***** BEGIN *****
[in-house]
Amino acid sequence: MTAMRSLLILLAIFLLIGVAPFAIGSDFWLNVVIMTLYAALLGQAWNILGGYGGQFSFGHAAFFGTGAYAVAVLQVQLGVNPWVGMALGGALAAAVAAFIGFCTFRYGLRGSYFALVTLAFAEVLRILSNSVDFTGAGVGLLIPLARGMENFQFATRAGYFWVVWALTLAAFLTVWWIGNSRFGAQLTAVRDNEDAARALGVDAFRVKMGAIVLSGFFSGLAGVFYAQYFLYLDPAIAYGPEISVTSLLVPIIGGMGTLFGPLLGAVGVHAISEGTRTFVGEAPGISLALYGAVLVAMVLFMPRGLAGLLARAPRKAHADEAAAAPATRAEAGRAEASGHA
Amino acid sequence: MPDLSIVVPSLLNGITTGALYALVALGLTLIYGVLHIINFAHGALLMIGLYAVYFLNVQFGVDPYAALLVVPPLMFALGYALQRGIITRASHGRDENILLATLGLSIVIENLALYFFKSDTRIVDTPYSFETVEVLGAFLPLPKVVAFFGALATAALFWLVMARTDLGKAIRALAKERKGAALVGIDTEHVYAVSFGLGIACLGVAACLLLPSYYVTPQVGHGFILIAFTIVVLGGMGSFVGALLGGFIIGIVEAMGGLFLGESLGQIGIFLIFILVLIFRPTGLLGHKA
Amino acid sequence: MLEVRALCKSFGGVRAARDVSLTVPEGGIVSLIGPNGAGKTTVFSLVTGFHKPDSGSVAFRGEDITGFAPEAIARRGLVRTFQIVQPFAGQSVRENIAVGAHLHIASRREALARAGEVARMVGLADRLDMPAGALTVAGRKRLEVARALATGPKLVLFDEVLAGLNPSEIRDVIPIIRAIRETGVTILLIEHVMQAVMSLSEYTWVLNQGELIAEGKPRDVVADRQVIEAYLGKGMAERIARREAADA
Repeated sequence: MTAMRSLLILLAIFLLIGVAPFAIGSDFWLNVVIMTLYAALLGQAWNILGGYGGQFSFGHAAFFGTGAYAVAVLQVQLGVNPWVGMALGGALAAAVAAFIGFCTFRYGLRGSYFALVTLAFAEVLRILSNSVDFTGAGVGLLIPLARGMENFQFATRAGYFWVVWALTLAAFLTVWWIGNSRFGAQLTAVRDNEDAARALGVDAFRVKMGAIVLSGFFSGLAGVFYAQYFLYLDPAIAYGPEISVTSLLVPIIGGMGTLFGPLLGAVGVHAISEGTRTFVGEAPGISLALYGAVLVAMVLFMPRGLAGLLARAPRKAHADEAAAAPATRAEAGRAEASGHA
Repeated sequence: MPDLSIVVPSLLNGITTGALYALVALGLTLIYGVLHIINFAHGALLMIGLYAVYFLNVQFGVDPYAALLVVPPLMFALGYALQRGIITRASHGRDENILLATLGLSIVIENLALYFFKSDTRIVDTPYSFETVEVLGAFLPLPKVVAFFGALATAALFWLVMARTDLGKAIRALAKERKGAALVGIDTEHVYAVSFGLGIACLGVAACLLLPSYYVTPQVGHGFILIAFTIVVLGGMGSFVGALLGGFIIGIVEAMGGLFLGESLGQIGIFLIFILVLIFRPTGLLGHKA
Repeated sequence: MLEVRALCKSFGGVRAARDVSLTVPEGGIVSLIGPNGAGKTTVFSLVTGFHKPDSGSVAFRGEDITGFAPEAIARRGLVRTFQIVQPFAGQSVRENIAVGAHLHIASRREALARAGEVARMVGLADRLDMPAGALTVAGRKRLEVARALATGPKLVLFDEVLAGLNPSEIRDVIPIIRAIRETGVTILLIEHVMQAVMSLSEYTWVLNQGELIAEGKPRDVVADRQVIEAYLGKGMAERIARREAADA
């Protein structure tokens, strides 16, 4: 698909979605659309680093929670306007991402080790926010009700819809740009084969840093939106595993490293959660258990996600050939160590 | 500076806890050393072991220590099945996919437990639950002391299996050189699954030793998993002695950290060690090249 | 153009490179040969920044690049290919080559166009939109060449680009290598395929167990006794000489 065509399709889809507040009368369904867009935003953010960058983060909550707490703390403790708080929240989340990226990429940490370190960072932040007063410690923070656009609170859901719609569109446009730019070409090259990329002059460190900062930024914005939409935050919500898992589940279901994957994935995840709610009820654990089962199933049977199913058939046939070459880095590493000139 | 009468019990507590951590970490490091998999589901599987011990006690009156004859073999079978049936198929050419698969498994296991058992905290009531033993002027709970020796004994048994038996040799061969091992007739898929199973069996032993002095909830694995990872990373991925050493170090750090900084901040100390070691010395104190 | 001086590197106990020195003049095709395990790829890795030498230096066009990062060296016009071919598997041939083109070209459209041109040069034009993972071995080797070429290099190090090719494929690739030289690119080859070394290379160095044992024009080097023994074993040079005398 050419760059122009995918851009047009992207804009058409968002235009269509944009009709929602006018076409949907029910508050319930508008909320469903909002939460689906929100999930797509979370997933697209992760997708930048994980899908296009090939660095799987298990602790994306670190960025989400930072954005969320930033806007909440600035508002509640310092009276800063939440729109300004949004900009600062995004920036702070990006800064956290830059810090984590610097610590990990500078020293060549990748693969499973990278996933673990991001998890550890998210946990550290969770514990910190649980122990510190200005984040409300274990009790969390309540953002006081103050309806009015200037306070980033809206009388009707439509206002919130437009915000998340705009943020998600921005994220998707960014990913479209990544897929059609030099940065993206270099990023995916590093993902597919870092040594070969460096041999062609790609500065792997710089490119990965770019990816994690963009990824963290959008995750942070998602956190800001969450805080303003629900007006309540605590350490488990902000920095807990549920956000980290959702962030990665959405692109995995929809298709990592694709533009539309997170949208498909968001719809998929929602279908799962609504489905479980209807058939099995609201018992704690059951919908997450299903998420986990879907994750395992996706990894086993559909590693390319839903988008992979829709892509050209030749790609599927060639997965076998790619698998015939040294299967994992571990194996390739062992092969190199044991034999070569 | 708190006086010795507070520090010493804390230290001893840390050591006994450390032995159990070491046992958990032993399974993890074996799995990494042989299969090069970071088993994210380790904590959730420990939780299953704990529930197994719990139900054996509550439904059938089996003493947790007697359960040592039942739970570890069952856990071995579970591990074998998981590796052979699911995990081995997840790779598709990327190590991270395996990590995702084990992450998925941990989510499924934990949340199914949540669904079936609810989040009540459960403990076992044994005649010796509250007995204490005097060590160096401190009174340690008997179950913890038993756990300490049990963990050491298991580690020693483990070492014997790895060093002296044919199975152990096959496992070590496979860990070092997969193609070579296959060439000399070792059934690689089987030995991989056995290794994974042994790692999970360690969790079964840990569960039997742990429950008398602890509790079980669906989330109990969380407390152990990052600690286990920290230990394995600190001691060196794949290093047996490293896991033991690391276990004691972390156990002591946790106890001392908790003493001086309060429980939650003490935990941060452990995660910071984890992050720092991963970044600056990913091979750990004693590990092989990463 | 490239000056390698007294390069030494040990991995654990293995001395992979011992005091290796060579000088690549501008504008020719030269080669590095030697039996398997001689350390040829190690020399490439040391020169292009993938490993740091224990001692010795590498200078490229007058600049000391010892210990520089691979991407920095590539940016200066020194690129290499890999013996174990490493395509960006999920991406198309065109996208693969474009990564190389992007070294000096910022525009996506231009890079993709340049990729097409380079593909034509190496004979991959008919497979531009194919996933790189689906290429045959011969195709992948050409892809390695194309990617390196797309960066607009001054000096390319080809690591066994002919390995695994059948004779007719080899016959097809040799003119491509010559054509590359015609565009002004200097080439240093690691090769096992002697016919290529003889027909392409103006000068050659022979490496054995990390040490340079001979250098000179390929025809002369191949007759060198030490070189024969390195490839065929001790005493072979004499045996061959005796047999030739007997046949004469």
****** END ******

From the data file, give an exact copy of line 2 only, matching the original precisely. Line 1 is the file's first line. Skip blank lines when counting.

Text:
Amino acid sequence: MTAMRSLLILLAIFLLIGVAPFAIGSDFWLNVVIMTLYAALLGQAWNILGGYGGQFSFGHAAFFGTGAYAVAVLQVQLGVNPWVGMALGGALAAAVAAFIGFCTFRYGLRGSYFALVTLAFAEVLRILSNSVDFTGAGVGLLIPLARGMENFQFATRAGYFWVVWALTLAAFLTVWWIGNSRFGAQLTAVRDNEDAARALGVDAFRVKMGAIVLSGFFSGLAGVFYAQYFLYLDPAIAYGPEISVTSLLVPIIGGMGTLFGPLLGAVGVHAISEGTRTFVGEAPGISLALYGAVLVAMVLFMPRGLAGLLARAPRKAHADEAAAAPATRAEAGRAEASGHA